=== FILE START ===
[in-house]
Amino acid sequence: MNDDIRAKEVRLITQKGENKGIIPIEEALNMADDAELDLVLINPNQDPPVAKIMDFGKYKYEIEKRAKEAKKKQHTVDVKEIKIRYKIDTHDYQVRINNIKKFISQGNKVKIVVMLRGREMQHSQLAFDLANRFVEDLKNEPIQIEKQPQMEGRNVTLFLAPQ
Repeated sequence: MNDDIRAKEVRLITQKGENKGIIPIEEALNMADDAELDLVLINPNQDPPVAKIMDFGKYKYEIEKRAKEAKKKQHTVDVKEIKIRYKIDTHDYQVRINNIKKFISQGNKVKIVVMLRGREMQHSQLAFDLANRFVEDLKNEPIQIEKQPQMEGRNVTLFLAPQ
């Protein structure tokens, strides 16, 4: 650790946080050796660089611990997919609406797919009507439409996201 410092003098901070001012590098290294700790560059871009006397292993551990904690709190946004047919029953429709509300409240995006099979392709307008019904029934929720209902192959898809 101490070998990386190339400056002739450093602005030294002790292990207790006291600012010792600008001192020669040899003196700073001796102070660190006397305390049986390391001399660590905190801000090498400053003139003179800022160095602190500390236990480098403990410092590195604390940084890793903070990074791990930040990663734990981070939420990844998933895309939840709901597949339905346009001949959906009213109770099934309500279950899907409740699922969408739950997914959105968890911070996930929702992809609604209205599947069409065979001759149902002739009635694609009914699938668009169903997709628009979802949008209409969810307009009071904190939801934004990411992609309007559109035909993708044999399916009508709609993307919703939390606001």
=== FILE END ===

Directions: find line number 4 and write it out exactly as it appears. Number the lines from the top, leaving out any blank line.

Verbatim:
């Protein structure tokens, strides 16, 4: 650790946080050796660089611990997919609406797919009507439409996201 410092003098901070001012590098290294700790560059871009006397292993551990904690709190946004047919029953429709509300409240995006099979392709307008019904029934929720209902192959898809 101490070998990386190339400056002739450093602005030294002790292990207790006291600012010792600008001192020669040899003196700073001796102070660190006397305390049986390391001399660590905190801000090498400053003139003179800022160095602190500390236990480098403990410092590195604390940084890793903070990074791990930040990663734990981070939420990844998933895309939840709901597949339905346009001949959906009213109770099934309500279950899907409740699922969408739950997914959105968890911070996930929702992809609604209205599947069409065979001759149902002739009635694609009914699938668009169903997709628009979802949008209409969810307009009071904190939801934004990411992609309007559109035909993708044999399916009508709609993307919703939390606001």